poetry october

I've had a subscription to POETRY for the last year, and generally speaking I've been underwhelmed by the content. Usually, there's one or two good poems and then something random and underwhelming by or about a "big name" poet, just so that they can slap that name on the cover (like September's issue featuring doodles by Philip Larkin).

The October issue, though, has been a nice surprise. Yeah, it has another non-poetry "big name" addition (letters between Robert Lowell and Elizabeth Bishop), but this one is at least interesting. And the poems are pretty damn good too, especially those by Sarah Lindsay (like this and this) and the poem "A Good Fish" by Derek Sheffield, which is bloody fantastic.

So pick up a copy while it's still on the shelf, or read almost all of it online here.


three completely unrelated things

1. Lyrikline.org - audio poetry galore.

2. Kae Sun - Ghanaian-Canadian musician and poet. Great stuff. Also, his MySpace and One Ghana, One Voice pages. Oh, and here:

3. Ladner and Robertson on the DTES disappearing - as reported by Frances Bula. Three elections at once... god, it was a wet dream. Two is still pretty good, even if they don't drop pucks at hockey games in our municipal race.


working harder and paying better

I just came across this site, run by an English student at SFU: Every Day Fiction.

As the title suggests, they publish a new short story every day - and I thought One Ghana, One Voice's weekly schedule was a strain...

And on top of that, these overachievers pay their writers! How's a guy to keep up with that?


feathertale review #3 feat. enjambment

I just got my (surprise) contributor's copy of Feathertale Review #3. Put out by the folks who run feathertale.com, it's a swank print mag chocked full o' satire and such. Each issue they publish a few pieces that originally appeared on the website, and this time they picked my poem "Haiku 1-4". Thanks, Feathertale!

Anyway, it's got some top-notch content, including a non-fiction piece by Richard Taylor and this, from "I Shot a Stray Cat" by Greg Boose:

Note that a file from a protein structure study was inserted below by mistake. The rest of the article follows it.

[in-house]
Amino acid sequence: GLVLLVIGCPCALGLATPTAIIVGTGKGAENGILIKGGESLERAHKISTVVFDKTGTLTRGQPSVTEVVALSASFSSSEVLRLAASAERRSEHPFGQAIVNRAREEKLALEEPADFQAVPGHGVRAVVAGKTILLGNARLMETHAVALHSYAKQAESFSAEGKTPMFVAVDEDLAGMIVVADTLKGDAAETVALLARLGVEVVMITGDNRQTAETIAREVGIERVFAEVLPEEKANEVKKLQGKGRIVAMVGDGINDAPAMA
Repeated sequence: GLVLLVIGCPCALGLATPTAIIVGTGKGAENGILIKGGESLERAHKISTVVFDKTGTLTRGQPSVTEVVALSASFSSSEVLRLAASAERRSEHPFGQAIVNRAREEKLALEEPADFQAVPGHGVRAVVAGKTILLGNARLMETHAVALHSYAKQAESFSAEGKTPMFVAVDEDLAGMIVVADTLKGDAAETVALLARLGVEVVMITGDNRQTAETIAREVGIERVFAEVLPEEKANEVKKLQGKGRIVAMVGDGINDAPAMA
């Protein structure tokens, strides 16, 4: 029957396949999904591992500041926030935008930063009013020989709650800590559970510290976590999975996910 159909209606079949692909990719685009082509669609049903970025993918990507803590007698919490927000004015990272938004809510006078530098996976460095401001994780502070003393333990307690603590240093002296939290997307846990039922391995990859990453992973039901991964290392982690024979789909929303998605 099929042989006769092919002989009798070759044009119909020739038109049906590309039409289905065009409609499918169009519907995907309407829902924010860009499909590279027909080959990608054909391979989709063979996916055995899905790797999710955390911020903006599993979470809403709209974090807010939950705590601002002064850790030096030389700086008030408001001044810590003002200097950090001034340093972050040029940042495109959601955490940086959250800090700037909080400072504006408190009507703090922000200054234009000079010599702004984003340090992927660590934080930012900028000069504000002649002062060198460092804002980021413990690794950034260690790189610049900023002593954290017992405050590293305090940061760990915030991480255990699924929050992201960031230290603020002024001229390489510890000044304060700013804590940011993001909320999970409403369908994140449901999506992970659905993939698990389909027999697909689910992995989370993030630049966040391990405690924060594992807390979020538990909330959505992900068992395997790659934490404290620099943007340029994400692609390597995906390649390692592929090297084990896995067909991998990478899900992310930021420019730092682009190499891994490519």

Finally the cat and I made love
notes and we read them out loud.
She stood to recite the details of the orifices
that could be found in her little cat heart.

It's a great read, so buy a copy in one of these stores! Or online!


roblucastaylor.com: new poems? yes. spurious slacks? no.

I always thought it would be neat to own "robtaylor.com". Unfortunately, so did this guy. Having grown tired (and increasingly guilty) of wishing for the sudden demise of a Connecticut pop musician, I turned to the old middle name strategy.

So, Roblucastaylor.com it is!

As motivation to go check out the site, I've posted a never-before-online poem over there, entitled Viciously in our throats. It's from my new chapbook, which is next on my list and should be coming out soon.

I'm going to be moving a few things over there - which will mean less new poems from print magazines posted here (I'll keep linking online poems here).

With silaron no longer serving as both my formal and informal online poetry presence, tho, I plan on increasing the rate of awkward pant-related commentary on this blog - so I'm thinking it will be a big improvement overall.


october is spider month

...at One Ghana, One Voice. Ananse (Akan for "spider") is one of the central characters in West African storytelling. Originating with the Ashanti people of Ghana, Ananse stories (Anansesem) have since spread throughout Africa and the diaspora.

We're focusing all of October on poems related to the eight-legged trickster. Check it out here.


the imprint of the unsayable

For some poets, I think, the poem starts with an image; but I usually don't feel I've got the image until I hear the music. Anyway, I'm a music junky - and sometimes what I find most musically satisfying turns out to be in emotional bad taste: "dim lands of peace," etc. I'm instinctively drawn to the idea that poetry is memorable speech. But in - rightly, I think - depriving ourselves of certain rhetorical stances, what we are able to make is more like memorable image or memorable though. (That last not in some abstract sense, buit in a sense fully compatible with William Carlos Williams's dictum). So, the upshot is that I'm much less confident I could actually say what poetry is. But also, partly as a result of a lot of experience editing other people's work, I find I don't really care anymore. What's important, and moving, is the imprint of the unsayable on what is said - and there's enormous range in the ways the unsayable manifests itself.

- Jan Zwicky, from Where the Words Come From: Canadian Poets in Conversation, Ed. Tim Bowling, 2002.


antigonish review #154

The latest issue of the Antigonish Review just came out, featuring two poems I wrote while living in Ghana: "The Slave Castle of Elmina" and "What they are doing". Thanks, Antigonish Review!

The issue contains a whack of good stuff, especially a poem by Daniel Newman that starts with the title "You and I are the lucky ones (after Richard Dawkins)" and only gets better from there.

As far as Ghana poems go, I'm very near finished my chapbook of poems from Ghana, which includes the poems from the Antigonish Review. Check back soon!